Interviews with 10 American Poets
“Interstate seamlessly connects the state of knowing, in a worldly sense, to that knowing that is deeply felt yet unbodied. The precise attention to the ordinary things of the world, and in particular to the natural world, gives way to the wisdom of the spirit undergirding these searching poems. Reading them, I felt the delights of language in each new revelation: ‘Words were all; / they came to me like birds to a tree.'"
"With philosophers and beasts for his confidants, deNiord accesses both eros and cosmos—the far reaches of love and eternity—with a companionable, searing exactness. These are quiet, bottomless poems of true consequence."
"Here is a poet with a truly extraordinary verbal imagination. His poems begin in the commonplace and rise-or soar, leap, swell-to the climactic surreal in a few lines. This is aptitude beyond technique, unassailable by the workshopping greenhorns. It is indeed a kind of ecstasy for every and any reader. I recommend Chard deNiord's new book as enthusiastically as I can.”
"This is a work of spiritual intelligence, rueful, loving, ecstatic: an everyman sings here of God, lover, nature, all one and shapeshifting, and sings at times with the simple beauty of the best southwestern country music."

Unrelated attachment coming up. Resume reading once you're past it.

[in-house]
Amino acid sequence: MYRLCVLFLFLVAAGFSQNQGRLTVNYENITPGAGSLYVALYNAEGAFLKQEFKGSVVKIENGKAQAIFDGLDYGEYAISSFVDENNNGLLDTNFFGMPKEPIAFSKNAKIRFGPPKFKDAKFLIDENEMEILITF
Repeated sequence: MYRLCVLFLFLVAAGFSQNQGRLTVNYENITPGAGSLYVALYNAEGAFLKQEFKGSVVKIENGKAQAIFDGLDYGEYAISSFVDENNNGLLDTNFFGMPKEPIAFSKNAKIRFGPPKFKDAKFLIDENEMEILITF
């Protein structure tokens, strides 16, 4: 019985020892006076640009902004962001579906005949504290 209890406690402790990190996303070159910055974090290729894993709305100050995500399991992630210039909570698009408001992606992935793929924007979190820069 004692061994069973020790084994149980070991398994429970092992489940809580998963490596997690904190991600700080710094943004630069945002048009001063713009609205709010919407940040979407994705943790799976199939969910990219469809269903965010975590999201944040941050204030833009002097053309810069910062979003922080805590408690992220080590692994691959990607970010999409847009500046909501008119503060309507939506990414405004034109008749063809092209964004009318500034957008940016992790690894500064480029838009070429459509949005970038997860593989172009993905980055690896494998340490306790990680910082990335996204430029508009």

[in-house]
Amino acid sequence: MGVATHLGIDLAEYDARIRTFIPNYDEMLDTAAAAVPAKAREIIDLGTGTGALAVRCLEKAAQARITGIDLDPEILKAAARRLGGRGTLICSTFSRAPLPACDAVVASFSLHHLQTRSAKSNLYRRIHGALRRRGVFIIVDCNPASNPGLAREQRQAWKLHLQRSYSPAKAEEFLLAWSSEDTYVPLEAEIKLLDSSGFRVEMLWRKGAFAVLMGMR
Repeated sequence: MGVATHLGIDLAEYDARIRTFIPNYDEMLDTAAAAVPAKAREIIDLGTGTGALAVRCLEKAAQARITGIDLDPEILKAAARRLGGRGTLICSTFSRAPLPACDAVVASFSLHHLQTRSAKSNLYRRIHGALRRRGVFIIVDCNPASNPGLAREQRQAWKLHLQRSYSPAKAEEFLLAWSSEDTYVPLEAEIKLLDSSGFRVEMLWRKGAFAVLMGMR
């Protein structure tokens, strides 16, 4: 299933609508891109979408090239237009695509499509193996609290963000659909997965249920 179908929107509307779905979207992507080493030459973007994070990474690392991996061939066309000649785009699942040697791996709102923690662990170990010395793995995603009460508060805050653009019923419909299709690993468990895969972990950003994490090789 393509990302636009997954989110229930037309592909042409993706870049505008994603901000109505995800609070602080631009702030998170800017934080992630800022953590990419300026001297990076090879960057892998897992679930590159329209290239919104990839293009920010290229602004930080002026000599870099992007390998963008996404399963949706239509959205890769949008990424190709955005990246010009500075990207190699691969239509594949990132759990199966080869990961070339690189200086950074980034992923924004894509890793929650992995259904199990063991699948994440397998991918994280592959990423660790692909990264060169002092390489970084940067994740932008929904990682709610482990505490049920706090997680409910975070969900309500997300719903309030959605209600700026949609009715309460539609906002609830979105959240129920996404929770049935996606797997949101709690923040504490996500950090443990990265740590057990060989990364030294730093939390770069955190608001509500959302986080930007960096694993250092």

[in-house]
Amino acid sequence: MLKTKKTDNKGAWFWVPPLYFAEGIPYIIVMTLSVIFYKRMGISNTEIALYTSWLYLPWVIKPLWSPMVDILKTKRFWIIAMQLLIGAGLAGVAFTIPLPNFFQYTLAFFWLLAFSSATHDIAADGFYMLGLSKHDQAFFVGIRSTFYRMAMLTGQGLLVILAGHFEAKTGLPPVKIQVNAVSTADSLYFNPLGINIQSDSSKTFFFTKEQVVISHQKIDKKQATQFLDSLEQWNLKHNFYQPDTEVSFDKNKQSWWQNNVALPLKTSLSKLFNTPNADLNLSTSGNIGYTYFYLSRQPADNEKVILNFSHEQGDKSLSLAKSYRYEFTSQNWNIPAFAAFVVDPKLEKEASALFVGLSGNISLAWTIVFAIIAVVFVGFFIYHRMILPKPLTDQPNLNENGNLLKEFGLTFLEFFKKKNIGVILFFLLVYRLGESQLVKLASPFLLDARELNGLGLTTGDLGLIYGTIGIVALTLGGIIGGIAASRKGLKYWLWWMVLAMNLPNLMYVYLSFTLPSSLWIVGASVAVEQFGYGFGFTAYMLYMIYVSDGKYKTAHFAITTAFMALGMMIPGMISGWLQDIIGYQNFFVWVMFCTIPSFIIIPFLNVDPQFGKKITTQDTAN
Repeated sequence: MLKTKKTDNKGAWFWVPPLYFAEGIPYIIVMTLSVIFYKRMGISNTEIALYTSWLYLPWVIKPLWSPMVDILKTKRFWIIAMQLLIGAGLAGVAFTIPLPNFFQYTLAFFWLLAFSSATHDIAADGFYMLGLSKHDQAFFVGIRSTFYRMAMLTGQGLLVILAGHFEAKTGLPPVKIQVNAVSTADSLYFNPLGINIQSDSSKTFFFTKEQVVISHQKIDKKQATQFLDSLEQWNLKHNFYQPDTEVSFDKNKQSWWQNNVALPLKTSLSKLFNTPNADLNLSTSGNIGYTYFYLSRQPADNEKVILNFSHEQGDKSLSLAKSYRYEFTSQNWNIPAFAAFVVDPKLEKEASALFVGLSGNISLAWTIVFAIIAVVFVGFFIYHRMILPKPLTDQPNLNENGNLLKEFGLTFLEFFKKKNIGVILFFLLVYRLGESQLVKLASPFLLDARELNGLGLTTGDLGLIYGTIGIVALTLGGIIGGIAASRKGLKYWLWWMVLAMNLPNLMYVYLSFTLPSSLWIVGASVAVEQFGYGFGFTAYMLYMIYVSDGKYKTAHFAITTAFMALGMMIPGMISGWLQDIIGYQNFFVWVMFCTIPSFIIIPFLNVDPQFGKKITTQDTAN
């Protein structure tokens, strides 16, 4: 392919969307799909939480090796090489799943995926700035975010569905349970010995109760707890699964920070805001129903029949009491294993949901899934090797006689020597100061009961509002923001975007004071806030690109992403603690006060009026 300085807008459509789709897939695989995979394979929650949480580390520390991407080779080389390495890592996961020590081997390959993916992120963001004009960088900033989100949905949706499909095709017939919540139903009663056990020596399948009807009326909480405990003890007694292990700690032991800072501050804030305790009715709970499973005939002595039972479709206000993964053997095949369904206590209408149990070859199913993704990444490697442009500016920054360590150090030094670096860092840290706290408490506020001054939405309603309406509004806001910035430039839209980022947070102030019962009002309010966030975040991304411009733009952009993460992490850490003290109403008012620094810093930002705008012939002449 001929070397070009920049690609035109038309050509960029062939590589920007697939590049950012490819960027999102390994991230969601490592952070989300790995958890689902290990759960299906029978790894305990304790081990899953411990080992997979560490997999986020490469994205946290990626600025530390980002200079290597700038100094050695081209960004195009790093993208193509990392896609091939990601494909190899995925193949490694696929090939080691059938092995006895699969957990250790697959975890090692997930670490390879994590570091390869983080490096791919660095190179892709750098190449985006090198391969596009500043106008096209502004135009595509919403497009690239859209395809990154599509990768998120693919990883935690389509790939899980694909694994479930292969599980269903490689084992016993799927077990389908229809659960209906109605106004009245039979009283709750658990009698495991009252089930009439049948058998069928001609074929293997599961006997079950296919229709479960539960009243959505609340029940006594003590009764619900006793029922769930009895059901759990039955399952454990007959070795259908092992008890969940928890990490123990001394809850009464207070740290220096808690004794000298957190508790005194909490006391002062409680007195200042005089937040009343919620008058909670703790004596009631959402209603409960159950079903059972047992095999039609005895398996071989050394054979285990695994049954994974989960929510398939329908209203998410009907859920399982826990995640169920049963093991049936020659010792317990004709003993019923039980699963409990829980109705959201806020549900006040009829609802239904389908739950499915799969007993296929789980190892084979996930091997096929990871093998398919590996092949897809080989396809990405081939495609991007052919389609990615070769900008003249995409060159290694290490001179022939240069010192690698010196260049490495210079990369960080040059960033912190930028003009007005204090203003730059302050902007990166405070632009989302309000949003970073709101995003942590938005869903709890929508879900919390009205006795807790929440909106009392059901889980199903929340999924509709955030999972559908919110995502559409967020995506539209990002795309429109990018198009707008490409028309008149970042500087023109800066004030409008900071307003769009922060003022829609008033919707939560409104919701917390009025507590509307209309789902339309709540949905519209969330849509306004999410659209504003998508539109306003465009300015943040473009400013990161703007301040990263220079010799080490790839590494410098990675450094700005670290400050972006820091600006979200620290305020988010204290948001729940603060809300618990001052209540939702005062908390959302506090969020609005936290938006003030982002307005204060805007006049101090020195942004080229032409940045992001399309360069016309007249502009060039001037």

"Asleep in the Fire is a brilliant first collection of poems. The language is everywhere fresh and bright, the words themselves like pebbles in a clear brook. The poet comes wonderfully to light with a voice with deep spiritual resonance. Chard deNiord is a splendid new presence on the poetry scene."
"Chard deNiord is master of the immersed conversation. Informed, curious, knowing when to contend and when to unbend, he meets each of his poets on the high ground of their art, and seduces from them their most closely-held wisdom. Sad Friends, Drowned Lovers, Stapled Songs is at once a schooling and a delight."
"It's a delight to read and experience."
Roads Taken, Contemporary Vermont Poetry
"Vermont tempts poets to epiphany by staying silent, or cold, or flinty, or dark, ironized their praise. Many people move to Vermont because of the idea of it, an idea that has proven remarkably durable over time: as these poems suggest, so powerfully do the daily necessities of living there, of surviving there, assert themselves. This is where Frost comes in: Frost's poems are the great rural instruction manual for neck of the woods. His influence is everywhere in the poems collected here, which so often take 'nature' not as an idyllic refuge but as a site of careful, strenuous, and repeated steps or actions. The Vermonters in this book come from and live all over. Roads Taken is a 'constellation of patches and pitches,' proof to me that Vermont will always require the imagination of its citizens to exist."